At this time, an important event occurred in his life which was to prove vital to his whole pedagogical impulse. This would become the genesis of his curative educational work with children. In 1884, he became the resident tutor with the Specht family. The Spechts’ had four boys and Otto, the youngest, suffered from hydrocephalus and was judged to be both mentally and physically retarded. Steiner’s work with the normal sons gave him the outlines by which he was to develop his own methods of education for which he is now most widely known. His work with Otto bore fruit as well. Steiner tells us in his autobiography, The Course of My Life, of the methods of instruction he had to evolve in order to reach this retarded child whose spirit and soul was unable to enter rightly into his body. Otto was so successfully guided back into a healthy relationship with himself and with the world around him through Steiner’s schooling that he was eventually able to enter the School of Medicine at Vienna and graduated as a doctor. He practiced for many years as an accomplished physician until he was killed in action during the First World War.
Rudolf Steiner obtained his Ph.D. from the University of Rostock in Northern Germany in 1891 for his dissertation on the theory of knowledge, titled "Truth and Knowledge", also known as "Truth and Science" which places no limits on human cognition. The way was now open to complete the book that had been maturing in him for many years, and in 1894 his most basic and seminal work, The Philosophy of Spiritual Activity, was published. This work, also called The Philosophy of Freedom, undoubtedly constitutes his most important philosophical work. In it, Steiner claimed he had laid the groundwork for everything he was to give out later as Anthroposophy, which is the name he gave spiritual science. The far reaching changes that took place in Steiner’s life by the end of the 1890’s led to his most significant supersensible experience of the Being of Christ - to what he describes as extending his spiritual gaze to Christ’s earthly life culminating in the crucifixion and resurrection. This experience was to become the heart of his whole spiritual conception of a human-centred world view.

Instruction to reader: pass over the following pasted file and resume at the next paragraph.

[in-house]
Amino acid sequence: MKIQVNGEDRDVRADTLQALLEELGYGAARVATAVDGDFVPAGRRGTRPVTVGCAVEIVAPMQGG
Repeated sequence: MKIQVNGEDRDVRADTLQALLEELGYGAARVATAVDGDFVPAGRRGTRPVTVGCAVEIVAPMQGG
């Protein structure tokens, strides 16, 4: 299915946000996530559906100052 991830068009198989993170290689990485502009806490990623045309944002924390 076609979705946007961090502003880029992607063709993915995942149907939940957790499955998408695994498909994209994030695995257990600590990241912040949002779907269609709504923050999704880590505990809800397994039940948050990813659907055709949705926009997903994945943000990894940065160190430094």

By the turn of the new century he was invited by the Theosophists to speak to them. This circle consisted of people who were interested in direct information about the spiritual world. Here, as elsewhere, Rudolf Steiner explicitly upheld only his own convictions and the results of his own investigations. Though he accepted the offer to become the executive secretary of the German Section of the Theosophical Society, he inclined towards founding his own movement. This coupled with his refusal to go along with some of the policies of the Theosophists led to his founding of the Anthroposophical Society in 1912 - 1913. At Christmas 1923, he made another new start by founding the worldwide General Anthroposophical Society and remained its President until his death in 1925. It was from 1901 onwards that he assumed the role of a teacher and lecturer of the hidden wisdom contained within the western esoteric tradition. Preferring to give lectures to live audiences rather than to write books, Steiner crisscrossed Europe speaking about reincarnation and karma, human and planetary development, the intricate correspondences between man and the cosmos, and most importantly the incarnation of Christ on Earth as the focal point of human history. This is the central fact of the Anthroposophical world view and he proclaimed that it represented a great picture of the various facets of the spiritual world, but that only by looking at the main figure, the ideal of the human being - at the Christ - do we understand the spiritual world which underlies and informs our own world in all its details.